Becoming a Volunteer Ranger

It’s no secret that I love Scotland. I’m especially fond of the changing seasons, and how each offers up a different lens to experience familiar sights and sounds anew. I’m especially fortunate to live beside Loch Lomond and The Trossachs National Park (Scotland’s first National Park), where recently I have been enjoying the remnants of snow-mantled mountains and fresh inklings of Springtime vigour. I think it’s an energising and inspiring time of year.

Snow on the Glen Luss mountains, photograped from Conic Hill

Snow on the Glen Luss mountains, photographed from Conic Hill

Throughout the seasons I’ve explored a lot of the National Park, on foot, bicycle, kayak, 4×4 and even seaplane. I’ve climbed many of its highest mountains and snorkelled the shorelines yet it sometimes feels like I’ve only just scratched the surface. I’ve spent several years working within it, becoming part of a community proud to be inside the National Park boundary, and I’ve enjoyed meeting many of the staff and volunteers who work hard to preserve and promote this wonderful region. I’ve become passionately protective of it’s wild wonders and when I started to contemplate volunteer work last year, I knew I wanted to get more involved.

This year, I was over the moon to have my application accepted to join the National Park team as a Volunteer Ranger. I am looking forward to getting stuck into practical conservation tasks like invasive species removal and habitat surveys, but most of all I can’t wait to get out and about welcoming visitors, hearing their stories and sharing my own passion for the places, people and wildlife across the region.

Carrochan, Loch Lomond and The Trossachs National Park headquarters

Carrochan, Loch Lomond and The Trossachs National Park headquarters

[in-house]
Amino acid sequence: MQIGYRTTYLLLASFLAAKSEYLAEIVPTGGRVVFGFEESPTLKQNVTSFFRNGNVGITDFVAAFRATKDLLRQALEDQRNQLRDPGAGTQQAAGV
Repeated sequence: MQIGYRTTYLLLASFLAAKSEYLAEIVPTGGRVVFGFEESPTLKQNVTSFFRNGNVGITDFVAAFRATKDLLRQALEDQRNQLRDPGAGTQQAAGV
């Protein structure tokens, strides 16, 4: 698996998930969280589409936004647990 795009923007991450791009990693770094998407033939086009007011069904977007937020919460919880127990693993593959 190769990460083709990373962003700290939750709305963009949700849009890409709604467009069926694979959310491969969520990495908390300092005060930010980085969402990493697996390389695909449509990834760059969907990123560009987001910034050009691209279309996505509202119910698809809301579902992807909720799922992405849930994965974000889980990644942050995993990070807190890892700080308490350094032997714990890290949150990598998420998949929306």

At my recent induction day, it was a delight to meet experienced Volunteer Rangers and hear their stories about why volunteering means so much to them, and to meet the new volunteers, all of whom had their own special reasons for choosing to offer their free time. Of course it wouldn’t be Ranger training if we didn’t get outside, and we enjoyed a walk-and-talk on the east bank of Loch Lomond, led by full-time Ranger Rob.

Ranger Rob leads the volunteers on Loch Lomondside

Ranger Rob leads the new volunteers on Loch Lomondside

The conversations were amazing, with everyone sharing stories about their favourite places in the National Park, where to see the best wildlife and (high on the agenda) where the best teashops are! Like me, many of the volunteers enjoy spending their time around Loch Lomond, Breadalbane, the Trossachs or the Cowal peninsula, and it was an education learning about some of the more personal hidden gems – I especially enjoyed hearing about some of the quieter, less well-known spots.

A fab introduction to being a Volunteer Ranger

A fab introduction to being a Volunteer Ranger

It feels very rewarding to be giving something back to this wonderful place that has given me so much joy, peace and excitement for over a decade and I’m thoroughly looking forward to viewing the National Park through an entirely different “insider” lens.

Have you been to Loch Lomond and The Trossachs National Park? What was your most memorable experience? Let me know in the comments below 🙂

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